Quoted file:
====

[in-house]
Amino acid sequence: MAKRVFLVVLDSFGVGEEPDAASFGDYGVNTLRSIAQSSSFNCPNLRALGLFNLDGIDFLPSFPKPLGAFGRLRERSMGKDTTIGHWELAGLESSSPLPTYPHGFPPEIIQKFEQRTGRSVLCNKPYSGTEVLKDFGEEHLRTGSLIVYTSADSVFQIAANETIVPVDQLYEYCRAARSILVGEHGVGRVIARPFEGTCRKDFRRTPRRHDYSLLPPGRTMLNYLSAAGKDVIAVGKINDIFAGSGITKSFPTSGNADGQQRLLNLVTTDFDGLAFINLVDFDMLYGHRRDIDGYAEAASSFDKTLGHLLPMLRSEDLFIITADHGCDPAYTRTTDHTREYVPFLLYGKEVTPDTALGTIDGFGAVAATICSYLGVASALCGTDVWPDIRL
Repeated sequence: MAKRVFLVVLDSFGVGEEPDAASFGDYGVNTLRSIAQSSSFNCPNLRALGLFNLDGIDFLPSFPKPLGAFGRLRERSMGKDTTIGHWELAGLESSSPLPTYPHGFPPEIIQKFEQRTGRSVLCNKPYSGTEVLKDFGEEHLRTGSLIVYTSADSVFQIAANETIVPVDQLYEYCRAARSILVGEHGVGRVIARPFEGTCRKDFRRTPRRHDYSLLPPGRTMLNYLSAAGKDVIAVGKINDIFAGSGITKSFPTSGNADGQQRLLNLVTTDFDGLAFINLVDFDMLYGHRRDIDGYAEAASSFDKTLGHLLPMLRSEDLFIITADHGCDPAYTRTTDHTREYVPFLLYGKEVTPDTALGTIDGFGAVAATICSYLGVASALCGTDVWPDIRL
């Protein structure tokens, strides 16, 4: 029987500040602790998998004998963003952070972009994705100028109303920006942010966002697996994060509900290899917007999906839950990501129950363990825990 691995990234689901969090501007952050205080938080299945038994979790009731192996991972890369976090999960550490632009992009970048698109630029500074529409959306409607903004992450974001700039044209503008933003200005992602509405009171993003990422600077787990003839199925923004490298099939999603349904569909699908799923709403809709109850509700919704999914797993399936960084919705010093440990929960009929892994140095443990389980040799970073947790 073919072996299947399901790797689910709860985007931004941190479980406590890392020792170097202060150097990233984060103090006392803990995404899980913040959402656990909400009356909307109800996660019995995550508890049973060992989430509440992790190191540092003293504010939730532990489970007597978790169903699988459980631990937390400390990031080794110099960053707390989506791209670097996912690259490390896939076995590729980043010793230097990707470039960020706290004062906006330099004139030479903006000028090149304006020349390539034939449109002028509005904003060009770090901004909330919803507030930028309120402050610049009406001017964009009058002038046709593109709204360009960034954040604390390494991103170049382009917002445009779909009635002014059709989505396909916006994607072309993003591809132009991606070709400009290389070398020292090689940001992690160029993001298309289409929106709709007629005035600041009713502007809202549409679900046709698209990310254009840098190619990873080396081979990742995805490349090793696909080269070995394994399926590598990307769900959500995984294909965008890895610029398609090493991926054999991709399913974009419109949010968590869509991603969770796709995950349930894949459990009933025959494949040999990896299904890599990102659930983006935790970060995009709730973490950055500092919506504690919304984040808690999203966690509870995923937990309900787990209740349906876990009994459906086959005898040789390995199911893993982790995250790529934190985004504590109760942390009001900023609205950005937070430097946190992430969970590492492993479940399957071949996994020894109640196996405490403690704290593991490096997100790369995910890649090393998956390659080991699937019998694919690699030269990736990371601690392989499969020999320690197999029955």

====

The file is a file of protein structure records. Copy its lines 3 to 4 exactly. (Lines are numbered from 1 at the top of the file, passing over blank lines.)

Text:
Repeated sequence: MAKRVFLVVLDSFGVGEEPDAASFGDYGVNTLRSIAQSSSFNCPNLRALGLFNLDGIDFLPSFPKPLGAFGRLRERSMGKDTTIGHWELAGLESSSPLPTYPHGFPPEIIQKFEQRTGRSVLCNKPYSGTEVLKDFGEEHLRTGSLIVYTSADSVFQIAANETIVPVDQLYEYCRAARSILVGEHGVGRVIARPFEGTCRKDFRRTPRRHDYSLLPPGRTMLNYLSAAGKDVIAVGKINDIFAGSGITKSFPTSGNADGQQRLLNLVTTDFDGLAFINLVDFDMLYGHRRDIDGYAEAASSFDKTLGHLLPMLRSEDLFIITADHGCDPAYTRTTDHTREYVPFLLYGKEVTPDTALGTIDGFGAVAATICSYLGVASALCGTDVWPDIRL
């Protein structure tokens, strides 16, 4: 029987500040602790998998004998963003952070972009994705100028109303920006942010966002697996994060509900290899917007999906839950990501129950363990825990 691995990234689901969090501007952050205080938080299945038994979790009731192996991972890369976090999960550490632009992009970048698109630029500074529409959306409607903004992450974001700039044209503008933003200005992602509405009171993003990422600077787990003839199925923004490298099939999603349904569909699908799923709403809709109850509700919704999914797993399936960084919705010093440990929960009929892994140095443990389980040799970073947790 073919072996299947399901790797689910709860985007931004941190479980406590890392020792170097202060150097990233984060103090006392803990995404899980913040959402656990909400009356909307109800996660019995995550508890049973060992989430509440992790190191540092003293504010939730532990489970007597978790169903699988459980631990937390400390990031080794110099960053707390989506791209670097996912690259490390896939076995590729980043010793230097990707470039960020706290004062906006330099004139030479903006000028090149304006020349390539034939449109002028509005904003060009770090901004909330919803507030930028309120402050610049009406001017964009009058002038046709593109709204360009960034954040604390390494991103170049382009917002445009779909009635002014059709989505396909916006994607072309993003591809132009991606070709400009290389070398020292090689940001992690160029993001298309289409929106709709007629005035600041009713502007809202549409679900046709698209990310254009840098190619990873080396081979990742995805490349090793696909080269070995394994399926590598990307769900959500995984294909965008890895610029398609090493991926054999991709399913974009419109949010968590869509991603969770796709995950349930894949459990009933025959494949040999990896299904890599990102659930983006935790970060995009709730973490950055500092919506504690919304984040808690999203966690509870995923937990309900787990209740349906876990009994459906086959005898040789390995199911893993982790995250790529934190985004504590109760942390009001900023609205950005937070430097946190992430969970590492492993479940399957071949996994020894109640196996405490403690704290593991490096997100790369995910890649090393998956390659080991699937019998694919690699030269990736990371601690392989499969020999320690197999029955």